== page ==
Zooids are vase-shaped or subcylindrical. Individual functional zooids measure
approximately 0.38 X 0.17 mm, while degenerated zooids measure 0.38 X 0.19 mm.
Zooids and stolons of living colonies are studded with small, star-shaped black
pigments. The polypide and lophophore are not pigmented. The lophophore measures
approximately 0.246 in diameter, and bears 10 tentacles. Both the body wall and
the lophophore are somewhat flexible to enhance scanning while feeding.
Other Taxonomic Groupings:
Potentially Misidentified Species:
B. imbricata in
the Indian River Lagoon could be confused with B. pustulosa, a related
bryozoan. In overall morphology, zooid clusters of B. imbricata
have largely been described as non-helical; however, in IRL specimens, zooids of
this species did form a partial helix around the stolon (Winston 1982). They
thus resemble the overall morphology of B. pustulosa. These species can
be differentiated base on the number of tentacles present: B. imbricata
has 10 tentacles, while B. pustulosa has 8 tentacles.
II. HABITAT AND
In the western Atlantic, B. imbricata has
been reported from cool water areas north of Florida; however, it is also known
from warm water areas in the Mediterranean and the Red Sea.
has been collected from the IRL at the Sebastian Inlet grass flats, and
coastally at the Ft. Pierce breakwater. It is likely to have a wider
distribution within the lagoon, but as yet, no documentation exists.
III. LIFE HISTORY AND POPULATION BIOLOGY
Age, Size, Lifespan:
Functional zooids measure approximately 0.38 X 0.17
mm. Degenerated zooids measure 0.38 X 0.19 mm. Stolon diameter is approximately
0.23 mm in diameter. Lophophore diameter averages 0.246 mm.
was collected from March to September in the IRL. Little information on its
The embryology of B. imbricata is unknown.
IV. PHYSICAL TOLERANCES
B. imbricata is
a eurythermal species known from both temperate and sub-tropical waters.
V. COMMUNITY ECOLOGY
like all bryozoans, is a suspension feeder. Each individual zooid in a colony
has 10 ciliated tentacles that are extended to filter phytoplankton less than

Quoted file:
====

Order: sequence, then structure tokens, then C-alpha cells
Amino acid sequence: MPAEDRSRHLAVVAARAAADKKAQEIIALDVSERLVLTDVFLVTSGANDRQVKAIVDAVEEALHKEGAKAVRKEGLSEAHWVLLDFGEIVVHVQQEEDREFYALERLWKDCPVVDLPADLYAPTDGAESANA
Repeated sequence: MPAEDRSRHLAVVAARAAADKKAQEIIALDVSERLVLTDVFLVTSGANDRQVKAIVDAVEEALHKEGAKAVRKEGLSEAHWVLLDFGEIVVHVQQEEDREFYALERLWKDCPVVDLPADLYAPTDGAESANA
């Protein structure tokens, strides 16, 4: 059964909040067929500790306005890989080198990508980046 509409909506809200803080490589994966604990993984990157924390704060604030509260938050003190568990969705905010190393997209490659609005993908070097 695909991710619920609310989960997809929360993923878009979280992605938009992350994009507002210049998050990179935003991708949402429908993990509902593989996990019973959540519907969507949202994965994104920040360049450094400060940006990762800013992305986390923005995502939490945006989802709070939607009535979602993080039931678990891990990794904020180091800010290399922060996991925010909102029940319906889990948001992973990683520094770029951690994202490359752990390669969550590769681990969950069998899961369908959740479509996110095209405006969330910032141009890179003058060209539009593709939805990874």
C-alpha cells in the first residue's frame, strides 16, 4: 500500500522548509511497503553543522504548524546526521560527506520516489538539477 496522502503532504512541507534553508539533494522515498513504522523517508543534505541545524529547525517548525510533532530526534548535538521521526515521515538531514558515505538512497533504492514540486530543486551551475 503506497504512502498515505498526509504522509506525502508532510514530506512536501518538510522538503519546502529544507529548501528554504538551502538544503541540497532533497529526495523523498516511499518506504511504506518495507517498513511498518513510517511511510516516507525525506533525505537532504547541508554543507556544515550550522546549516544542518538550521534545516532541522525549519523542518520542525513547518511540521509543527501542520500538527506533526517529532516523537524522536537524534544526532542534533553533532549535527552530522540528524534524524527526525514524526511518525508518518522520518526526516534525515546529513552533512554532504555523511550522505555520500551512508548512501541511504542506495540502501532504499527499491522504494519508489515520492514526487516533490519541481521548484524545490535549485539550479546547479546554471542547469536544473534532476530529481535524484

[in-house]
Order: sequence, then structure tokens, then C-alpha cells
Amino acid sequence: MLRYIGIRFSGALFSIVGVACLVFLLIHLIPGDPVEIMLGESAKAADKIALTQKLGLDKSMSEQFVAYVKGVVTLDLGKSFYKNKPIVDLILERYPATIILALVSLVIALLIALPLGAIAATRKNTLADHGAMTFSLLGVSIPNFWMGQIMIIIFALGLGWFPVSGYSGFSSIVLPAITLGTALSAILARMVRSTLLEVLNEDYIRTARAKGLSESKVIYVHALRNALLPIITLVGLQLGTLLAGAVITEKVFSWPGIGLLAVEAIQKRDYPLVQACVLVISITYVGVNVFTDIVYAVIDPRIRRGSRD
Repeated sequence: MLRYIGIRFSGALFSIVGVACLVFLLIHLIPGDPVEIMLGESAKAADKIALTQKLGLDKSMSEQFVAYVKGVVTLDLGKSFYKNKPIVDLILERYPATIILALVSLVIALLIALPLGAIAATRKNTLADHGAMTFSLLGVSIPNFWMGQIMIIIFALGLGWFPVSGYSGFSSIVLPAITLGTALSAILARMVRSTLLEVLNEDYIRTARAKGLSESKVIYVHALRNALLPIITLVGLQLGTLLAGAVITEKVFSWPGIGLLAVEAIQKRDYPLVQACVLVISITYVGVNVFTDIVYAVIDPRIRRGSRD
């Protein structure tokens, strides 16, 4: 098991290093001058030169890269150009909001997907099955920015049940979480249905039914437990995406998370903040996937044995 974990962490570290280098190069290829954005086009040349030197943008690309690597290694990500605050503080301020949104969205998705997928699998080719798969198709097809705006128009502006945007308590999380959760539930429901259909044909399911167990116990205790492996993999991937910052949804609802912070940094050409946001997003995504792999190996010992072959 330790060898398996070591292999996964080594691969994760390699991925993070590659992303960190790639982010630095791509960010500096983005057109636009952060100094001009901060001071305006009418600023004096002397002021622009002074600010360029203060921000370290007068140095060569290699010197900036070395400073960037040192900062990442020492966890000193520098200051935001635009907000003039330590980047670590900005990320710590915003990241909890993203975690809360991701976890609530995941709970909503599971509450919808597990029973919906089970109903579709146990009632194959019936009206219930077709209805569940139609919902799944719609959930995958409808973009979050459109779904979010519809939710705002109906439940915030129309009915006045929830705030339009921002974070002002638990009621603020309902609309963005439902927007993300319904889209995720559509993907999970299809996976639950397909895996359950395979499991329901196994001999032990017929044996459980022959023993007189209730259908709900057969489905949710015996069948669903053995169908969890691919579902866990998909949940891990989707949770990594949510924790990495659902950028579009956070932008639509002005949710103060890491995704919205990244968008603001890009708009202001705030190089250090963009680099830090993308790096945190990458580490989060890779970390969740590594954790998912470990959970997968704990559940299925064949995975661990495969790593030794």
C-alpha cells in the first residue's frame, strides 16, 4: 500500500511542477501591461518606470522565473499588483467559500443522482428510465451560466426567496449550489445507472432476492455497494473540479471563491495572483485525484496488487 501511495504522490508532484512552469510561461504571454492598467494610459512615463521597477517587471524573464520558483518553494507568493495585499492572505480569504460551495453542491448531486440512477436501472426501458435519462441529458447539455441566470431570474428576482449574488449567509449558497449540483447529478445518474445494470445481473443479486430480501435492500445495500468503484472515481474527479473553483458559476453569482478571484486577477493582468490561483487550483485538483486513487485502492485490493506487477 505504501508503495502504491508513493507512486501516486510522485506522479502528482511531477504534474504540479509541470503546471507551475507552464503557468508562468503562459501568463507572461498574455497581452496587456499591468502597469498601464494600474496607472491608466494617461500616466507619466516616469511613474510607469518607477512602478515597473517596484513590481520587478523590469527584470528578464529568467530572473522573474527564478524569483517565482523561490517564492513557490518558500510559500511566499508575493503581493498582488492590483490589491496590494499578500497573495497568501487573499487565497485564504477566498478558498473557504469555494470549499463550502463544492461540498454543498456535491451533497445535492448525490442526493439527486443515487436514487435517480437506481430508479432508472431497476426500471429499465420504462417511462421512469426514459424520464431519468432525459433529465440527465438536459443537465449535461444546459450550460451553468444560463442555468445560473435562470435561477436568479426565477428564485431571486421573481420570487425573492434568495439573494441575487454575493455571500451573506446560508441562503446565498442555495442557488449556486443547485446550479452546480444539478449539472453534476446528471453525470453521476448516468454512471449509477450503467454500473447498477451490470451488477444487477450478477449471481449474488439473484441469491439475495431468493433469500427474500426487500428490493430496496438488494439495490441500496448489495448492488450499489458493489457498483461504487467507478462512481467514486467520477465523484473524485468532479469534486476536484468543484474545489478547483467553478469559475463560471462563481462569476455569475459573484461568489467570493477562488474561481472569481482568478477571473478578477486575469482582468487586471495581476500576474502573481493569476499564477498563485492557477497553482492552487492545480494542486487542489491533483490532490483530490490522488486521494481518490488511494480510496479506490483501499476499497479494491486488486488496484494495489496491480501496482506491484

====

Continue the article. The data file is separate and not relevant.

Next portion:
0.045 mm in size (about 1/1800 of an inch) from the water column. Bullivant
(1967; 1968) showed that the average individual zooid in a colony can clear 8.8
ml of water per day.
Both the polypide and the body wall of B. imbricata
are highly flexible. With the polypide retracted, the zooid is compressed
against the substratum; with the polypide expanded, the zooid elongates and
rises to a vertical or diagonal position with respect to the substratum. B.
imbricata holds its tentacles straight while feeding. The polypides slowly
scan the water column in a circular motion in search of appropriately sized
particulates. Adjacent lophophores in this species are well separated. Polypides
of neighboring zooids may occasionally touch each other while scanning, but they
will quickly withdraw.
Typical habitat for ectoprocts in the Indian River
Lagoon include seagrasses, drift algae, oyster reef, dock, pilings, breakwaters,
and man-made debris (Winston 1995).
Seagrasses as well as floating macroalgae, provide
support for bryozoan colonies. In turn, bryozoans provide habitat for many
species of juvenile fishes and their invertebrate prey such as polychaete worms,
amphipods and copepods (Winston 1995).
Bryozoans are also found in association with other
species that act as support structures: mangrove roots, oyster beds, mussels,
etc. At Sebastian Inlet, B. imbricata is commonly found in association with
algae, especially Solieria tenera, a common Rhodophyte. However, at other
IRL and coastal locations, B. imbricata is found attached to the
undersides of rocks and ledges, and in holes in worm-reef (Phragmatopoma
spp.) mounds (Winston 1982).
VI. SPECIAL STATUS
Benefit in IRL:
Bryozoans are ecologically important in the Indian
River Lagoon due to their feeding method. As suspension feeders, they act as
living filters in the marine environment. For example, Winston (1995) reported
that bryozoan colonies located in 1 square meter of seagrass bed could
potentially filter and recirculate an average of 48,000 gallons of seawater per
Report by: K. Hill,
Smithsonian Marine Station
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Page last updated: July 25, 2001